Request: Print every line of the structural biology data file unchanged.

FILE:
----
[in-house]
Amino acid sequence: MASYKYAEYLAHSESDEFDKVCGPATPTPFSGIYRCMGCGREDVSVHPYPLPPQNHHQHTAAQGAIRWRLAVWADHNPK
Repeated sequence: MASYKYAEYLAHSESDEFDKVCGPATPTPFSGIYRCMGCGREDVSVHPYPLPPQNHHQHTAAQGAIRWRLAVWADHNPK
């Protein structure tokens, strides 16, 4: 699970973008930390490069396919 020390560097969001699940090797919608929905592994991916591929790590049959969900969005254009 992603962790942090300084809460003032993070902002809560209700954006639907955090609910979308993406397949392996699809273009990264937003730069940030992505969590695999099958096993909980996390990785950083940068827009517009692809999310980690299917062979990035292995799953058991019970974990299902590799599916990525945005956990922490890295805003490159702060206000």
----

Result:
[in-house]
Amino acid sequence: MASYKYAEYLAHSESDEFDKVCGPATPTPFSGIYRCMGCGREDVSVHPYPLPPQNHHQHTAAQGAIRWRLAVWADHNPK
Repeated sequence: MASYKYAEYLAHSESDEFDKVCGPATPTPFSGIYRCMGCGREDVSVHPYPLPPQNHHQHTAAQGAIRWRLAVWADHNPK
């Protein structure tokens, strides 16, 4: 699970973008930390490069396919 020390560097969001699940090797919608929905592994991916591929790590049959969900969005254009 992603962790942090300084809460003032993070902002809560209700954006639907955090609910979308993406397949392996699809273009990264937003730069940030992505969590695999099958096993909980996390990785950083940068827009517009692809999310980690299917062979990035292995799953058991019970974990299902590799599916990525945005956990922490890295805003490159702060206000």